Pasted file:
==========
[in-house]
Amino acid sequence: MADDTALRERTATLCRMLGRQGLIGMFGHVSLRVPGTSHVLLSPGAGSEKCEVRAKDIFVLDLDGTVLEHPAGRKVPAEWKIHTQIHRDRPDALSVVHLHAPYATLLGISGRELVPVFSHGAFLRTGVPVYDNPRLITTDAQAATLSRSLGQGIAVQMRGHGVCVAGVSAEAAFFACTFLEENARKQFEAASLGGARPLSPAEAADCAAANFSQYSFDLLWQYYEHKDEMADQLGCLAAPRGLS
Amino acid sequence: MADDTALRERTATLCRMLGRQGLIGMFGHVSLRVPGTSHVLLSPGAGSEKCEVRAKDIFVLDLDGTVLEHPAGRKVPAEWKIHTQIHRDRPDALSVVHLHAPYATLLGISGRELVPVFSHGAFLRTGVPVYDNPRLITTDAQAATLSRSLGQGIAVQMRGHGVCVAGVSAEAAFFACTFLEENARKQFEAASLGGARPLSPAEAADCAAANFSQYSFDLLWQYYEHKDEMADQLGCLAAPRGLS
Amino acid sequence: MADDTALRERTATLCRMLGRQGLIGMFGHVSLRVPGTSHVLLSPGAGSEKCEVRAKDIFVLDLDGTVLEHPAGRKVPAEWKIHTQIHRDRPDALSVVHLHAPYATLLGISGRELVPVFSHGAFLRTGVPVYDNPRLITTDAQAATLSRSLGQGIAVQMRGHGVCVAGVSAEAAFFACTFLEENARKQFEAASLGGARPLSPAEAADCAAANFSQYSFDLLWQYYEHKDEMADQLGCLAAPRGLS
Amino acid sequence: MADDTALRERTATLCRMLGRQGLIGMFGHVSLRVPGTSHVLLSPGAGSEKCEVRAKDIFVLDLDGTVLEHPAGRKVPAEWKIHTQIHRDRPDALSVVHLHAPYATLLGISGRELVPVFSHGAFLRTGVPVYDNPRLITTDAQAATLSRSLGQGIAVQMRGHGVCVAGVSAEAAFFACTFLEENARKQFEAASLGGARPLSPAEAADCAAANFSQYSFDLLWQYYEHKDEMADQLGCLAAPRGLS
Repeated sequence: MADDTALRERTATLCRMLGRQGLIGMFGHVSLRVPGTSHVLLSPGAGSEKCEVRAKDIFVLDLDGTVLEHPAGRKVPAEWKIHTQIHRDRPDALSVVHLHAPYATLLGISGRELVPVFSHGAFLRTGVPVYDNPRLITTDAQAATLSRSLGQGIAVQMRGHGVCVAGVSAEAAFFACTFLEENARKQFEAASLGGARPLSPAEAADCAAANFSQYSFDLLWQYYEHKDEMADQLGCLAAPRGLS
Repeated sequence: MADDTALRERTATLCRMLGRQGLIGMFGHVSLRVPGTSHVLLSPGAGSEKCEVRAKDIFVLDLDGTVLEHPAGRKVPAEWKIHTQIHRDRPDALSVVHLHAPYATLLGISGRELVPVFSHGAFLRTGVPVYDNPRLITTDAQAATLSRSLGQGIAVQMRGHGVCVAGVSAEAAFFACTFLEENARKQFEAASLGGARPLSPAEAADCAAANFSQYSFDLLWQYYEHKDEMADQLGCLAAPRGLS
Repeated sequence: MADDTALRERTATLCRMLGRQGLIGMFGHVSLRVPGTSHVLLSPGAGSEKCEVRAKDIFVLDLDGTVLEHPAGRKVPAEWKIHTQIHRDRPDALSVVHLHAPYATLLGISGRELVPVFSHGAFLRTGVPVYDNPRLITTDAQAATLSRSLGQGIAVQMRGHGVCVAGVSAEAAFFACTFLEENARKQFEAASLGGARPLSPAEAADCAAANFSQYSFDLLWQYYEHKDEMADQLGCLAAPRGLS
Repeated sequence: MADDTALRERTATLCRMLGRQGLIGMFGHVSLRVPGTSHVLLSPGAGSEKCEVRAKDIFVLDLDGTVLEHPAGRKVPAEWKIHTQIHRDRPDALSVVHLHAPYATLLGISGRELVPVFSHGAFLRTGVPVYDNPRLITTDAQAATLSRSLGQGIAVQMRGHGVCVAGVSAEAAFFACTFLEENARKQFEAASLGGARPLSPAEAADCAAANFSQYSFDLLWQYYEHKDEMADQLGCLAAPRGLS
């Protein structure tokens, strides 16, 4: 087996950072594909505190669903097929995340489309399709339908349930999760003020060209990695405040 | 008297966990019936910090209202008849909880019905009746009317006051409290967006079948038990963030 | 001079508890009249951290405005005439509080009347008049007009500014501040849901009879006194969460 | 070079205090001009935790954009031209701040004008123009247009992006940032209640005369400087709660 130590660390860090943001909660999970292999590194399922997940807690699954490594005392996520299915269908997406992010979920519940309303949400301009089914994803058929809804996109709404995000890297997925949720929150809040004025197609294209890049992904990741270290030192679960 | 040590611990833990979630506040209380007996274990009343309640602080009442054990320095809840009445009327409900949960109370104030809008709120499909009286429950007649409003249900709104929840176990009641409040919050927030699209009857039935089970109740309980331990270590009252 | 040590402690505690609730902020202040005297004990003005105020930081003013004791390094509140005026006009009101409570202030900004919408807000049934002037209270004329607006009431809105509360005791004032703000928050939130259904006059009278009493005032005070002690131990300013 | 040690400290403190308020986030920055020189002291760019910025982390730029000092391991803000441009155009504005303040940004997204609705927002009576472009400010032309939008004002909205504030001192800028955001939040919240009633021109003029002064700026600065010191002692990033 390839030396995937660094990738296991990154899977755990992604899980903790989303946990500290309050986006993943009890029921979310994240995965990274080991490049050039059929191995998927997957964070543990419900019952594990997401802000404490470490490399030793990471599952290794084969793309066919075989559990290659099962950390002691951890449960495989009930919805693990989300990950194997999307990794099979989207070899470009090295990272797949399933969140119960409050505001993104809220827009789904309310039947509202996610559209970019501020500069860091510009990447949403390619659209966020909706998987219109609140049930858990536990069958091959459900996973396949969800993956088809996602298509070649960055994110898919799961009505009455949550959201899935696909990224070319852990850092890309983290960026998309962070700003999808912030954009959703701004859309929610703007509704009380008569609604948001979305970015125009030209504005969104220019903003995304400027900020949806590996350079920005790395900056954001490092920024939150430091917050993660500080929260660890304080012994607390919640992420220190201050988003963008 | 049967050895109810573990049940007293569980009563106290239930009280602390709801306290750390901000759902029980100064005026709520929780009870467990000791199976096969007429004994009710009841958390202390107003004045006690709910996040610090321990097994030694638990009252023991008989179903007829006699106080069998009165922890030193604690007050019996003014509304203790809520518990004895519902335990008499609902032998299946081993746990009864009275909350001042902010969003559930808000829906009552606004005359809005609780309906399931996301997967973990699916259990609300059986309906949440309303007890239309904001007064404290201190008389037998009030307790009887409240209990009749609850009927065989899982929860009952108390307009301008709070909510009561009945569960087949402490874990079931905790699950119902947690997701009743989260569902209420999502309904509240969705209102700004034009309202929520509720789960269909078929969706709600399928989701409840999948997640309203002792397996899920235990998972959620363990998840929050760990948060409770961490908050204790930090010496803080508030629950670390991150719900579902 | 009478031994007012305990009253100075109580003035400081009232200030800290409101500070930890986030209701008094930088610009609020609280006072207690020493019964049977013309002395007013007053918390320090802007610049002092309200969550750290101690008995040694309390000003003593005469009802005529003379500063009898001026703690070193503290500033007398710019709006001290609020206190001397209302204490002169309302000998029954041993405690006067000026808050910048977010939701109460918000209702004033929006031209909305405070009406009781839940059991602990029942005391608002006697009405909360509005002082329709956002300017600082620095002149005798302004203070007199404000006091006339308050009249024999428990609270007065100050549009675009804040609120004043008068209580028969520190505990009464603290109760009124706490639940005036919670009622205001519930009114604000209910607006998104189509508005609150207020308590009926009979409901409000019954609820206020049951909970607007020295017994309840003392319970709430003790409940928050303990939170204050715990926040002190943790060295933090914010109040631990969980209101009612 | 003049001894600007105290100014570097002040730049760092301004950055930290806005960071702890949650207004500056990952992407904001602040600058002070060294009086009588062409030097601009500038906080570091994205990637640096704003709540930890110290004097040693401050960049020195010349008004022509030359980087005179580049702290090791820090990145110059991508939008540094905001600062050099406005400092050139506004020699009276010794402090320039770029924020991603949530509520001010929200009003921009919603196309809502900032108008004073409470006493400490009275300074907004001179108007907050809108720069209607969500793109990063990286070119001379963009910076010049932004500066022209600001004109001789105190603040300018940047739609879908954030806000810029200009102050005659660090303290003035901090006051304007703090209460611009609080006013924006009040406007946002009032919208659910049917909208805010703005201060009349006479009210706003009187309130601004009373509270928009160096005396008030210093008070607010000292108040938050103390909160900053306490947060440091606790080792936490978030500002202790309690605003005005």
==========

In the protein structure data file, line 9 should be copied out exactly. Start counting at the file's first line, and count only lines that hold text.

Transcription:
Repeated sequence: MADDTALRERTATLCRMLGRQGLIGMFGHVSLRVPGTSHVLLSPGAGSEKCEVRAKDIFVLDLDGTVLEHPAGRKVPAEWKIHTQIHRDRPDALSVVHLHAPYATLLGISGRELVPVFSHGAFLRTGVPVYDNPRLITTDAQAATLSRSLGQGIAVQMRGHGVCVAGVSAEAAFFACTFLEENARKQFEAASLGGARPLSPAEAADCAAANFSQYSFDLLWQYYEHKDEMADQLGCLAAPRGLS